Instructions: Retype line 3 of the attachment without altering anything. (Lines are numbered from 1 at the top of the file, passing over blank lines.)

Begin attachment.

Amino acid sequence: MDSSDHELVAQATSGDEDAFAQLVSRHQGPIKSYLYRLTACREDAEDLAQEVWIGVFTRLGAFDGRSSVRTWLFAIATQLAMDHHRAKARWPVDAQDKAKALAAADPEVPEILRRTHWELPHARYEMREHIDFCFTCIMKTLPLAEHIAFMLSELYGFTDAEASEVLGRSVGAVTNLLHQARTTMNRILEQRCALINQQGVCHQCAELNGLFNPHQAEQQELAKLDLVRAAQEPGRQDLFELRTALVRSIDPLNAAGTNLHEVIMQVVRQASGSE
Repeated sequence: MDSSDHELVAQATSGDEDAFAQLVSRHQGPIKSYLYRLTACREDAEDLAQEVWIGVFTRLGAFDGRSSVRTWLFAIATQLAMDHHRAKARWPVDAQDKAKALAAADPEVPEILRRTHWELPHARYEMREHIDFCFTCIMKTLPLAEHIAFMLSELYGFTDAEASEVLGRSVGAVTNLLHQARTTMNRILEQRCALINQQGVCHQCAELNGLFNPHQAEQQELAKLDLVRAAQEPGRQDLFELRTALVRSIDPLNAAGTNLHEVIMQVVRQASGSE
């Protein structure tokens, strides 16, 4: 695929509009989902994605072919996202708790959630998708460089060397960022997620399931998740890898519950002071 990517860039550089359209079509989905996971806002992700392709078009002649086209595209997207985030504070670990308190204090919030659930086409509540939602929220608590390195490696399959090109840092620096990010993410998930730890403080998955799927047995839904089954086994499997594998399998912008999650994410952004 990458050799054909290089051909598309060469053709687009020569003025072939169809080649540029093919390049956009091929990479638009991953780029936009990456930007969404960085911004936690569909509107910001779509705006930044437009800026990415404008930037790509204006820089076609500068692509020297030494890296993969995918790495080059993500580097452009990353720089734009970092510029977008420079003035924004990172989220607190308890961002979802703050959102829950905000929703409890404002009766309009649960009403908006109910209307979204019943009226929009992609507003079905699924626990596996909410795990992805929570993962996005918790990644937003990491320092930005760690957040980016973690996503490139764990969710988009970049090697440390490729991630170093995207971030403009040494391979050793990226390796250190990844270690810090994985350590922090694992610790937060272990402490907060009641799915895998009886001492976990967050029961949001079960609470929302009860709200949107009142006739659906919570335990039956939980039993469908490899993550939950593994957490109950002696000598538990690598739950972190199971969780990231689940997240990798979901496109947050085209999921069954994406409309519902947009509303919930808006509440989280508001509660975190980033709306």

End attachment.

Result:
């Protein structure tokens, strides 16, 4: 695929509009989902994605072919996202708790959630998708460089060397960022997620399931998740890898519950002071 990517860039550089359209079509989905996971806002992700392709078009002649086209595209997207985030504070670990308190204090919030659930086409509540939602929220608590390195490696399959090109840092620096990010993410998930730890403080998955799927047995839904089954086994499997594998399998912008999650994410952004 990458050799054909290089051909598309060469053709687009020569003025072939169809080649540029093919390049956009091929990479638009991953780029936009990456930007969404960085911004936690569909509107910001779509705006930044437009800026990415404008930037790509204006820089076609500068692509020297030494890296993969995918790495080059993500580097452009990353720089734009970092510029977008420079003035924004990172989220607190308890961002979802703050959102829950905000929703409890404002009766309009649960009403908006109910209307979204019943009226929009992609507003079905699924626990596996909410795990992805929570993962996005918790990644937003990491320092930005760690957040980016973690996503490139764990969710988009970049090697440390490729991630170093995207971030403009040494391979050793990226390796250190990844270690810090994985350590922090694992610790937060272990402490907060009641799915895998009886001492976990967050029961949001079960609470929302009860709200949107009142006739659906919570335990039956939980039993469908490899993550939950593994957490109950002696000598538990690598739950972190199971969780990231689940997240990798979901496109947050085209999921069954994406409309519902947009509303919930808006509440989280508001509660975190980033709306």